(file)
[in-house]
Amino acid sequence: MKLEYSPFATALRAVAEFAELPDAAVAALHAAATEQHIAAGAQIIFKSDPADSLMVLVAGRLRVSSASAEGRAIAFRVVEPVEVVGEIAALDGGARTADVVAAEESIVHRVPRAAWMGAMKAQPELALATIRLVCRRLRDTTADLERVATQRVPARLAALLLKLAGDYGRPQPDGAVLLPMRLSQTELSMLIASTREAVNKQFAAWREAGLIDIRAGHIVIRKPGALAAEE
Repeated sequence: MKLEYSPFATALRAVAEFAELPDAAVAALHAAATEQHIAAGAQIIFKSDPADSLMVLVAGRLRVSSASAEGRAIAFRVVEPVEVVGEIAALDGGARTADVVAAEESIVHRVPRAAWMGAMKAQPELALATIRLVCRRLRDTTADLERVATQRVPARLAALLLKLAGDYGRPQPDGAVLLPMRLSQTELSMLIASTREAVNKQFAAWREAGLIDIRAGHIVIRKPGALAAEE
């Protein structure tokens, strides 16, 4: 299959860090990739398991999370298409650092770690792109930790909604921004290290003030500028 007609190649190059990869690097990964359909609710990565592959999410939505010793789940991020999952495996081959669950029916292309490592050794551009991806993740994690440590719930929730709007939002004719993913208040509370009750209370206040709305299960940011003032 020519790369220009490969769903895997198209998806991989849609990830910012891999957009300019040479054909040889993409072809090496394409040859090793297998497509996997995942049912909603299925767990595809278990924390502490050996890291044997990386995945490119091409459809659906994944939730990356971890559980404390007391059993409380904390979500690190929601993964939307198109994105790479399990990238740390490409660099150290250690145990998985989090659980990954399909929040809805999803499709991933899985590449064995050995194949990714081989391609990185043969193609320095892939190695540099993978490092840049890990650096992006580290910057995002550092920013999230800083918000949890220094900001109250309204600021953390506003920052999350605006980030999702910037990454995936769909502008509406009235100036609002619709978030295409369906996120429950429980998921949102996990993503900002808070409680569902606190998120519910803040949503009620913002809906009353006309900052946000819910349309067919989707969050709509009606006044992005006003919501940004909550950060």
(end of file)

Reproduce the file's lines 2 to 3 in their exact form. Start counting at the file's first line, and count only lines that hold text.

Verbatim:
Amino acid sequence: MKLEYSPFATALRAVAEFAELPDAAVAALHAAATEQHIAAGAQIIFKSDPADSLMVLVAGRLRVSSASAEGRAIAFRVVEPVEVVGEIAALDGGARTADVVAAEESIVHRVPRAAWMGAMKAQPELALATIRLVCRRLRDTTADLERVATQRVPARLAALLLKLAGDYGRPQPDGAVLLPMRLSQTELSMLIASTREAVNKQFAAWREAGLIDIRAGHIVIRKPGALAAEE
Repeated sequence: MKLEYSPFATALRAVAEFAELPDAAVAALHAAATEQHIAAGAQIIFKSDPADSLMVLVAGRLRVSSASAEGRAIAFRVVEPVEVVGEIAALDGGARTADVVAAEESIVHRVPRAAWMGAMKAQPELALATIRLVCRRLRDTTADLERVATQRVPARLAALLLKLAGDYGRPQPDGAVLLPMRLSQTELSMLIASTREAVNKQFAAWREAGLIDIRAGHIVIRKPGALAAEE